Can I do this?
Did I take on too much?
What if this idea isn’t sustainable? I can’t just quit & start fresh. I need to keep going.
Is my story getting too complex in my head? Because I want to finish A DRAFT by the end of this.
My mind is swirling thoughts and thoughts and thoughts. I just want it to begin already. I’m afraid if I set it aside for the next two weeks, I’ll lose the momentum– the eagerness to begin.
Breathe, I tell myself. You are really liking what you know of this character already… her quirks make her who she is. You can do this… even though it’s unlike anything you’ve done before… that’s part of the challenge, remember. It doesn’t have to be perfect. In fact, it will not be perfect. Allow the imperfections; write through them.
I have written 8 pages of character sketch. I have written 5 pages in her voice. I recorded a day in the life. Copied and pasted random pix of who I imagine these characters to look like. I’ve researched. I wrote a loose plot outline; I don’t want it too tight, the imagination needs room.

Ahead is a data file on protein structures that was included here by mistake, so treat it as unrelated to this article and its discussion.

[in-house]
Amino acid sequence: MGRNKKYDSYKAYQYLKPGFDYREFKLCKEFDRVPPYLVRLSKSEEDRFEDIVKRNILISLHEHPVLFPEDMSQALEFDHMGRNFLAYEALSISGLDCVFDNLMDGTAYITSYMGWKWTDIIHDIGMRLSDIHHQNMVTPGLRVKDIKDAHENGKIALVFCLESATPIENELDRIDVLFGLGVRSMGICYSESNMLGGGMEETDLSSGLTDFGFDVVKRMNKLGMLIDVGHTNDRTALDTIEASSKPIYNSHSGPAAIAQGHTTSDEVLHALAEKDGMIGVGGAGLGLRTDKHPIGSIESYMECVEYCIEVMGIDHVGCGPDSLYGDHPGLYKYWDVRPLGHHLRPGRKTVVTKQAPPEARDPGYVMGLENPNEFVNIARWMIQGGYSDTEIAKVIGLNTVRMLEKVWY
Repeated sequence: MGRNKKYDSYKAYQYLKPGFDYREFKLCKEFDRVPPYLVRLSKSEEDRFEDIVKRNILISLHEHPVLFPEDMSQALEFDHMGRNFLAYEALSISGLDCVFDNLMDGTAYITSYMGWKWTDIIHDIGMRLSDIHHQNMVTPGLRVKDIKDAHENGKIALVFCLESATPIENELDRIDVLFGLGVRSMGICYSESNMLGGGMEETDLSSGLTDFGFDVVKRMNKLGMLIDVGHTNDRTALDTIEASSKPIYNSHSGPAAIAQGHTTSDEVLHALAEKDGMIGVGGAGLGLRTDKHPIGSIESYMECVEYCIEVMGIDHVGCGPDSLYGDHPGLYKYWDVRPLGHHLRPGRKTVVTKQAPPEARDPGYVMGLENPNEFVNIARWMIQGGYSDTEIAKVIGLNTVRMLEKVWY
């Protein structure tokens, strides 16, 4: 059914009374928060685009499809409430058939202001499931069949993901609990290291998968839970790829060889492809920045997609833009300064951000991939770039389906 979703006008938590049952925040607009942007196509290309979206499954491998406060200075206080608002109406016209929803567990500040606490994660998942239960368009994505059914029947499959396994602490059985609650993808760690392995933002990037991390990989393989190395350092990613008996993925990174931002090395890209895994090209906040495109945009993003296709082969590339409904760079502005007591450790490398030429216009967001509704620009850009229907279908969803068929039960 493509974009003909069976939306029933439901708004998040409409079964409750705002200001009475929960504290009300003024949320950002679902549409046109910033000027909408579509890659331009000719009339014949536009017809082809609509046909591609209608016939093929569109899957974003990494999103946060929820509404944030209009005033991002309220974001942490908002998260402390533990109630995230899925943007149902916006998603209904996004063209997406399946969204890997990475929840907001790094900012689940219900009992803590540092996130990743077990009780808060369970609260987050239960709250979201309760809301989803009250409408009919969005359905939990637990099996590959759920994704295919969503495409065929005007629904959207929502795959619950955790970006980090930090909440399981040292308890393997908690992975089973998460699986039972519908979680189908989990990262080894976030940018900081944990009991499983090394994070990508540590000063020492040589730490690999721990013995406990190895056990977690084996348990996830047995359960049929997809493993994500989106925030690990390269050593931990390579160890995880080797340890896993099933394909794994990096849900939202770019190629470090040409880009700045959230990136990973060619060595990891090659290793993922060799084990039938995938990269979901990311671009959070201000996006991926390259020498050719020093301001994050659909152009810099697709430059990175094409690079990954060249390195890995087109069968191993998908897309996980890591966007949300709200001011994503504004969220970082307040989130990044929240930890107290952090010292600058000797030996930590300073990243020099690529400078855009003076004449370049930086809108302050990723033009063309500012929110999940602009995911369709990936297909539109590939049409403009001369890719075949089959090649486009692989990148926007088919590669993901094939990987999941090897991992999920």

Waiting. Waiting. Still waiting.
This weekend, I had the opportunity to dine at Stars at the Chatham Bars Inn in Chatham, Cape Cod with my girlfriends. My son has been working at various restaurants at the Inn since the end of June for his externship, as he is a student at The Culinary Institute of America. About a month ago, he was promoted from the Beach House Grill to Stars. He has really enjoyed working as a chef over the summer and has learned so much as a result. So when I knew I’d be going to the Cape for a girls weekend, I seized the opportunity to eat at the restaurant where my son works.
We had the most exquisite meal from start to finish, most definitely one of the best meals I’ve ever had. Not only was every course beautifully presented, but it was equally delicious and unique. The service and ambiance were equally impeccable.
I was so proud to know that my son contributed to the making of such a delicious meal. It was an unforgettable experience.